Bob Rath

Committed to Continuous Improvement: An Interview with Bob Rath

Bob Rath’s career was launched in the youth field when he was still a youth. While in college, he got involved with a FIPSE-funded program with street academies to see if young people in alternative high schools would be interested in and succeed in alternative college. A stint working in community corrections drove him back into the field of education. He reflected, “Making sure every young person gets an education is more important than ever. Over-age, under-credited young people are the feedstock for corrections. Things have only gotten worse since I worked in corrections. At the time, it was one out of six young men of color who were locked up. Then in the 90s, it jumped to one out of four, and one out of three in the 2000s. This is an important time right now, we should capitalize on the second chance policy movement to insist that we dismantle all the policies and practices that lead to this level of incarceration.”

Rath is the Chief Executive Officer of Our Piece of the Pie® (OPP®), which is based in Hartford, Connecticut with sites in several other locations in the state. OPP operates as a relationship-centered model at the intersection of youth development, workforce development, and education. The organization has been steadily growing in terms of expanding the set of opportunities for young people and in terms of the number of young people served.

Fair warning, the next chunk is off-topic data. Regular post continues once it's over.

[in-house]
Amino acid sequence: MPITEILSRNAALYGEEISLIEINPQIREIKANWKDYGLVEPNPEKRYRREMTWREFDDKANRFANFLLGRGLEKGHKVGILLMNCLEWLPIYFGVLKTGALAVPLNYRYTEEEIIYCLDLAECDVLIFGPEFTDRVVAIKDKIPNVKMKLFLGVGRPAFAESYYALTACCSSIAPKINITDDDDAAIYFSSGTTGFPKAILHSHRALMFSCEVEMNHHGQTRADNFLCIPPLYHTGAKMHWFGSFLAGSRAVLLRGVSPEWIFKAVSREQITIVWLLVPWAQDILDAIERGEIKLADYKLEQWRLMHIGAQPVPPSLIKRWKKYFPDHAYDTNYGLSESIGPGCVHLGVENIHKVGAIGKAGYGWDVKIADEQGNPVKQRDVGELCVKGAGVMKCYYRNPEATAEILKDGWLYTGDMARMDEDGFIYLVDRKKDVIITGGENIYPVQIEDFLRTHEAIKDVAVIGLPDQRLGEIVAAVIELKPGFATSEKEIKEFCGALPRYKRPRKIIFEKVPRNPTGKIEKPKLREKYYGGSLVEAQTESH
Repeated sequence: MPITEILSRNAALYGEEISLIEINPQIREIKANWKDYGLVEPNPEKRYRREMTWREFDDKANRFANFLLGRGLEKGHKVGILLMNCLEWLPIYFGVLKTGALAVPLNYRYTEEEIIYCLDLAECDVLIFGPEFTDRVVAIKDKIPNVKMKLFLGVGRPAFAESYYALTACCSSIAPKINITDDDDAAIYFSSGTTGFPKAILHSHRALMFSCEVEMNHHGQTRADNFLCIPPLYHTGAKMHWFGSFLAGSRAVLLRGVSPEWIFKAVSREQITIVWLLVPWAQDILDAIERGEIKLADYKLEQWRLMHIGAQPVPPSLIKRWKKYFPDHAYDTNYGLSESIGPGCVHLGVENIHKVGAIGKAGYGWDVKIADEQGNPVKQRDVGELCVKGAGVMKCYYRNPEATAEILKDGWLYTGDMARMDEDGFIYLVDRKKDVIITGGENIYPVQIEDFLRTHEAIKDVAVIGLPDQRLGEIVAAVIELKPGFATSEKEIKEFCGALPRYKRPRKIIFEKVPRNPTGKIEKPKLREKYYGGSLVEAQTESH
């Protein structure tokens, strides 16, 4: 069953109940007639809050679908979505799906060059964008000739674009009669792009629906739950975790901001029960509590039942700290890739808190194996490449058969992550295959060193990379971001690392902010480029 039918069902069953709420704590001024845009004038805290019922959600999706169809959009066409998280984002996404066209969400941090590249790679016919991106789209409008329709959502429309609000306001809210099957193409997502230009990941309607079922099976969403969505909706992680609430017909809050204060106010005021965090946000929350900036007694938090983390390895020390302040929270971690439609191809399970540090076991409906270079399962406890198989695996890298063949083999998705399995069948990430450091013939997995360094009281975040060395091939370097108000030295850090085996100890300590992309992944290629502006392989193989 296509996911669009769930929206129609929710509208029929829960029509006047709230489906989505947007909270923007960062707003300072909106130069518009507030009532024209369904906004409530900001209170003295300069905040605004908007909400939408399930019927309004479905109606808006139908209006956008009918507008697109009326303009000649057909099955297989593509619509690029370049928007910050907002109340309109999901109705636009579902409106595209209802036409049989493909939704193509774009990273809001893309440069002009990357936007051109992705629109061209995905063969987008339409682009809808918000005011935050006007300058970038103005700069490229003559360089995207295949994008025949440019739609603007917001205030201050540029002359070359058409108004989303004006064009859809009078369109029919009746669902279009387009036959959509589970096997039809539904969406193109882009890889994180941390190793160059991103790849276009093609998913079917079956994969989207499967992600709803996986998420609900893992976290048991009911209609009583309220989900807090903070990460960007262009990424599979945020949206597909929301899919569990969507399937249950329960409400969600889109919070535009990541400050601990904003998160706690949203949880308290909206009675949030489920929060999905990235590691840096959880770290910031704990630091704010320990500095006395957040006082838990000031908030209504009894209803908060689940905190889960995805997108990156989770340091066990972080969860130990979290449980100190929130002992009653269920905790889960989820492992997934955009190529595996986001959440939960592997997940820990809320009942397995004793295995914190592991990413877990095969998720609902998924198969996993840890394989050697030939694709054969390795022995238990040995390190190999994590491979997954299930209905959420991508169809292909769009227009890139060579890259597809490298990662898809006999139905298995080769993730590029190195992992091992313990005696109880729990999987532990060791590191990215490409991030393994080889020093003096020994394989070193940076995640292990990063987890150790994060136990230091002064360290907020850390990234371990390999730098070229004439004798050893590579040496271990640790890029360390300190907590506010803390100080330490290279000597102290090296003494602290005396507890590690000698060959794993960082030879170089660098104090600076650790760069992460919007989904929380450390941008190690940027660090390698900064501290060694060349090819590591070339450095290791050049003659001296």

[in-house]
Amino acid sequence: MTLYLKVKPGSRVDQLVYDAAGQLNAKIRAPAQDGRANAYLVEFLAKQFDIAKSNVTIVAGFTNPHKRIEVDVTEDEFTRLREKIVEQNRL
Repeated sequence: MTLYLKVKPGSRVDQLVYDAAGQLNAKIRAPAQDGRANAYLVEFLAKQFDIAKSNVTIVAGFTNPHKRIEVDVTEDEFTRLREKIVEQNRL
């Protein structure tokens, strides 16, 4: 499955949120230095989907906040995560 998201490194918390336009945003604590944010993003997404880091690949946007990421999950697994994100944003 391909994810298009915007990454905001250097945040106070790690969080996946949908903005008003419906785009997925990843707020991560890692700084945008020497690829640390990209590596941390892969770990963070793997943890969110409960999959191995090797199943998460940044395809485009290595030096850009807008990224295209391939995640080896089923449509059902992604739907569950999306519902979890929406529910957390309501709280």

Rath reflected, “Participating in national networks has stimulated my thinking about ways we can improve the opportunities we offer. For example, I met Ernest Dorsey, who at the time was serving as the Director of Baltimore’s Youth Opportunity Grant and had created YO high school that inspired us to open our high school in 2009. We now have 300 kids enrolled in three schools and could easily increase to 500. Two key national organizations have influenced our work, the National Youth Employment Coalition (NYEC) and Communities Collaborating to Reconnect Youth (CCRY) sponsored by CLASP, are both great learning exchanges. ” Rath is now participating with a relatively new network, Reaching At Promise Students Association (RAPSA), that started as an effort to address the need for alternative accountability strategies for OAUC.